Hero Fred, 92, handed highest honour by French government

Fred Bailey, 92, from Bosham, being interviewed for BBC South Today after receiving the Legion d'Honnour
Fred Bailey, 92, from Bosham, being interviewed for BBC South Today after receiving the Legion d'Honnour

A 92-year-old Second World War veteran and Bosham resident has received the highest possible honour from the French government.

Fred Bailey, was awarded the Legion d’Honnour by captain Francois Jean, the honorary, consul for France at Portsmouth’s D Day museum last Wednesday.

Fred receiving his prestigious award

Fred receiving his prestigious award

“I feel very proud to have received this award and I am very greatful to the French government,” said Mr Bailey, who was previously awarded

the Croix du Guerre with a bronze star for his service in the liberation of France.

This was a very special day for Mr Bailey, whose family and friends travelled far and wide to share his special moment with a celebratory dinner.

Mr Bailey joined the army on his 18th birthday in November, 1941. He said: “The training was very intense but I stayed with it as I knew

that I was doing something useful.”

Mr Bailey was deployed to one of a hundred Jedburgh Teams as a radio operator.

These were three-person international teams of volunteers trained to drop in behind enemy lines and arm, train and assist the resistance and gather intelligence prior to the allied invasion.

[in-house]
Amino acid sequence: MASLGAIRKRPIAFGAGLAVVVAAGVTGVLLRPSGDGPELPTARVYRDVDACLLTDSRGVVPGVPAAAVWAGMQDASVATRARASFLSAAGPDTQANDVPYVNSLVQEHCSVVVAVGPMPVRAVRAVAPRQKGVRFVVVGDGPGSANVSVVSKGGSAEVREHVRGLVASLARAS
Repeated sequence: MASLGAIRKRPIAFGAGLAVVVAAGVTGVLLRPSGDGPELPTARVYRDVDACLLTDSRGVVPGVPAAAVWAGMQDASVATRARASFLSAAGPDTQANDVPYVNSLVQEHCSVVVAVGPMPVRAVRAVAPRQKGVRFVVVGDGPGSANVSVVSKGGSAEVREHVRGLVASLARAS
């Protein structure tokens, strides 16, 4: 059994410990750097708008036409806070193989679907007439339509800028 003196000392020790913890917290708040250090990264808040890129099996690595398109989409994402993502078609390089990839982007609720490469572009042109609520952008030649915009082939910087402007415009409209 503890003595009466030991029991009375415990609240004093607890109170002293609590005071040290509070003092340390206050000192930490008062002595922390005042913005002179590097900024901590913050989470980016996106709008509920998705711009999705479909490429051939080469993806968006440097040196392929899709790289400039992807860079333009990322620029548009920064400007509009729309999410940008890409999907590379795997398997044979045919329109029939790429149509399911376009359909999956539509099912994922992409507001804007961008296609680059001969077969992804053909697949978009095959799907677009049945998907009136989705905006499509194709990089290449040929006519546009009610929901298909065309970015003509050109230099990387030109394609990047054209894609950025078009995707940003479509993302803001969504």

His team sailed to Algiers in 1944 and were one of 15 teams dropped into Southern France under the cover of moonless nights.

“We had been trained to land at 800 feet but we were dropped at 1,800. I landed in a disused brick yard, but luckily landed in a good position, uninjured,” said Fred, who has lived in Bosham for 45 years after moving to the village in 1971.

Mr Bailey’s gathering and relaying of intelligence back to Algiers was vital. One of his coded messages enabled a squad of Mosquito fighter planes to destroy a German convoy.

The work was dangerous and discovery or betrayal meant that the chances of surviving more than six weeks were given at 50 per cent. He said that his team survived several close calls.

He went on to serve in Burma and Malaya. After leaving the army, he worked for the water company as a chartered secretary and treasurer until he retired in 1996.

Covered by the official secrets Act, Mr Bailey, like his comrades who survived, said little of their experiences for many years.

His daughter in Law, Maxine Harcourt-Kelly said: “It is a testament to the character of Fred and the other Jedburgh’s that little was known publicly of their efforts and sacrifices for so long.

“Indeed even now very few are familiar with the incredibly brave and daring behaviour of people like Fred.”

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